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must be the Winter about to start as this seems to be when all my GL1200 problems surface. I notice steam coming from my right side exhaust. I thought it was smoke but it evaporates fast and doesn't have a smoky smell so I know its steam. My coolant level is a bit low but I haven't checked it for a while so am unsure how long its been low. The oil is clean (no water) so I'm wondering why steam is coming out of the exhaust. Any suggestions would be appreciated.
 

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Each exhaust collector has a drain hole in the bottom. You could possibly be seeing condensation burn offin the cold air as the engine begins to warm up.Re-fill the overflow jar and watch for a drop in the level over a period of time.. Also, you can perform a pressure test on the cooling system and look for coolant leaks or a drip from the bottom of the engine or the exhaust collector. Steaming antifreeze has a semi-sweet odor to it. If you do not smell anything from the steam you see on your bike, it may just be condensation burning off. Keep us in the loop as you diagnose this problem if at all possible.. Renegade :goofygrin:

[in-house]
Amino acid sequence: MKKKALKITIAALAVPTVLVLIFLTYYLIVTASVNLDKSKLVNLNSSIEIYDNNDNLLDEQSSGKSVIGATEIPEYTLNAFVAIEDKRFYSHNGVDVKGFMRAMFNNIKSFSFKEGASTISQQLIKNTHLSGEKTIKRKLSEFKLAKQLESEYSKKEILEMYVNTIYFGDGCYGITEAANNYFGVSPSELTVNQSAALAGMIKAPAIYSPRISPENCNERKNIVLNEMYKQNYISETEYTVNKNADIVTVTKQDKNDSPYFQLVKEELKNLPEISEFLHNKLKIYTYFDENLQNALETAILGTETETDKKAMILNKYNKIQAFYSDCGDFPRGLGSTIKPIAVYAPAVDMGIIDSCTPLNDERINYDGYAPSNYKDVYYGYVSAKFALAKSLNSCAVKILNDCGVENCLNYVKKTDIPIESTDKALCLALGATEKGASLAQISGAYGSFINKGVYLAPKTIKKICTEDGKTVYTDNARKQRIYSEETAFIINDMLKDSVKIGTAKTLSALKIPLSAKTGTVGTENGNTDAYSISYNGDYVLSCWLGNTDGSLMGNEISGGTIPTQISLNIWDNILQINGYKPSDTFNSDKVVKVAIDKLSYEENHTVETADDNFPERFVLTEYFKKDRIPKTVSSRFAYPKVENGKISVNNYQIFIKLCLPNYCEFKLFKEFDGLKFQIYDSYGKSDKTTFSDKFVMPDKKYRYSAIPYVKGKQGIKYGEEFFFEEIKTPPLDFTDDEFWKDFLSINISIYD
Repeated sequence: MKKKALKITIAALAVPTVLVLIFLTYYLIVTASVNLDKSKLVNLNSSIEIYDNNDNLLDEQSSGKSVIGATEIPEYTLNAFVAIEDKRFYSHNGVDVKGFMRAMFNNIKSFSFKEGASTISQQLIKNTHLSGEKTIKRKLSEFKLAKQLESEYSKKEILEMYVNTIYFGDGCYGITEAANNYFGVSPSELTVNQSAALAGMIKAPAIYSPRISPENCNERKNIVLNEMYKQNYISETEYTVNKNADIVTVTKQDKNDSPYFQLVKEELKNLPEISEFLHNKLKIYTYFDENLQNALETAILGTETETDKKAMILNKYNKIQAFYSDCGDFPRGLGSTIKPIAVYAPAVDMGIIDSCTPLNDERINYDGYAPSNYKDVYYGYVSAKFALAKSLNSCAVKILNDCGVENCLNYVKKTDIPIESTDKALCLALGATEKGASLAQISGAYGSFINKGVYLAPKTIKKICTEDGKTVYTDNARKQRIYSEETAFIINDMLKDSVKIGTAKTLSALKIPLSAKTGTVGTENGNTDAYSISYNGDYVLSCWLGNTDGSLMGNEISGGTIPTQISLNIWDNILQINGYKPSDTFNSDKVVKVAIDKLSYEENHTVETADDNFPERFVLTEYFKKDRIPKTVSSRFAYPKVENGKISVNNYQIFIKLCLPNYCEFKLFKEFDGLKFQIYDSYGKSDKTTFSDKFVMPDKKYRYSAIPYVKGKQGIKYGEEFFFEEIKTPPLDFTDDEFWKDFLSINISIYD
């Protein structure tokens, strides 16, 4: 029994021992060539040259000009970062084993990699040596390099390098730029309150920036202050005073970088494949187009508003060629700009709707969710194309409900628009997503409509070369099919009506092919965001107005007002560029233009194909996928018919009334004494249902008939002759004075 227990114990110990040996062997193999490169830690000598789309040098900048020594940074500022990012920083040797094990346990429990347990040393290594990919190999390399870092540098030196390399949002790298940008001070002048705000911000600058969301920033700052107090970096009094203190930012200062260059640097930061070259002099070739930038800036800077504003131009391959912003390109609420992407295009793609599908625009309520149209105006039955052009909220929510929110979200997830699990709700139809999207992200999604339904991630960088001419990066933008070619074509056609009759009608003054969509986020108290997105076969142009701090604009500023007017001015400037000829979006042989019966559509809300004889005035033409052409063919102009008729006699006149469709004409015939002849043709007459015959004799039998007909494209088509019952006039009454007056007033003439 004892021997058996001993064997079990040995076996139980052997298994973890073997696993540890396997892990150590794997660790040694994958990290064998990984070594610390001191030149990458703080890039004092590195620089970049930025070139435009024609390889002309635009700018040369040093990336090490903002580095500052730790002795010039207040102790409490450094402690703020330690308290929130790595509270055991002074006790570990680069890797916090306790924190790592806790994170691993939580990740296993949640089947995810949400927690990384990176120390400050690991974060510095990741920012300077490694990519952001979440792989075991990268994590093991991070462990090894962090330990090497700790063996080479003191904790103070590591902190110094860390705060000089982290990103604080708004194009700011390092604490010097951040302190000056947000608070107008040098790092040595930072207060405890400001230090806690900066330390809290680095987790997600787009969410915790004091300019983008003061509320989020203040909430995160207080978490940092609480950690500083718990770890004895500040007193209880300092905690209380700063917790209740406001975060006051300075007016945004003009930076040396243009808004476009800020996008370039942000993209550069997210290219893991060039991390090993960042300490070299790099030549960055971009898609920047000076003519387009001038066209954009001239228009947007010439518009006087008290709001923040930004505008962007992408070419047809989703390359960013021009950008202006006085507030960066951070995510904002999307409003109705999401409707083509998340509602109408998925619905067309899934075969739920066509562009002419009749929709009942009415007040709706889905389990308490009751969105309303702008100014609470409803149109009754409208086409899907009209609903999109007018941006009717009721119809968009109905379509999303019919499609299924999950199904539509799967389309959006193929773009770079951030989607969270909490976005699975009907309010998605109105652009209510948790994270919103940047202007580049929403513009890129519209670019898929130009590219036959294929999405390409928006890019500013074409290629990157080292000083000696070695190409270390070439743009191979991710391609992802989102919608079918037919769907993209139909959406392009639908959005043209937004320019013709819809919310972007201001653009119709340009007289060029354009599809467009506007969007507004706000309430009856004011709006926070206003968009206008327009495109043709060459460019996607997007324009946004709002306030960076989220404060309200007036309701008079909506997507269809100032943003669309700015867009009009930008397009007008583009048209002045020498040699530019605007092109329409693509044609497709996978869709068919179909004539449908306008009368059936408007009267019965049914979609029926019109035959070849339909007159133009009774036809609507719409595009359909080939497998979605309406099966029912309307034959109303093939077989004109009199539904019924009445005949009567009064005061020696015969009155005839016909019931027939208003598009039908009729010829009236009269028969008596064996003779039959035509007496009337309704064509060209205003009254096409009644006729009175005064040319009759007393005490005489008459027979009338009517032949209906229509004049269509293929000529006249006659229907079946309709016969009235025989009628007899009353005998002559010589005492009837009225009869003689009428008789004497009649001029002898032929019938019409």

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Most common problem causing steam in the exhaust, other than condensation in the pipes is a leaking head gasket. Usually you can find which cylinder is getting water by looking at the spark plugs. If you find one that looks quite a bit different than the rest (usually the cleanest looking one) that's the cylinder that's getting the water. The fact you are losing coolant it's the most likely cause. Take a good look at the sparking plugs
 

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It does sound like a head gasket problem. One of the water ports may have blown towards the cylinder and that's why there is no oil in the coolant... yet.
 

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I blew the head gasket on my 83. It was a simple job to repair but took a little while to scrape all the old gasket material off. A top end gasket kit cost me about $100 but now I have a spare in case the other side goes. Some will argue I should have done both sides when the one went but I figure, if it's not broke don't fix it!

If it is blown and you fix it yourself, make sure you have the torque specs and a torque wrench. I have found (the hard way) that it's easy to over tighten the aluminum bolts!

Good luck,

Bob
 

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And don't forget the anti-seize compound!
 

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Thanks everyone. I left the bike sitting unused this weekend andtook the plugs out and put a long cotton but into each cylinder (got this tip from my dad). The left rear cylinder has water in it, the green coolant was visible on the bud. Sigh, looks like another project for the Christmas break. At least it will provide a break from the in-laws. :gunhead:
 
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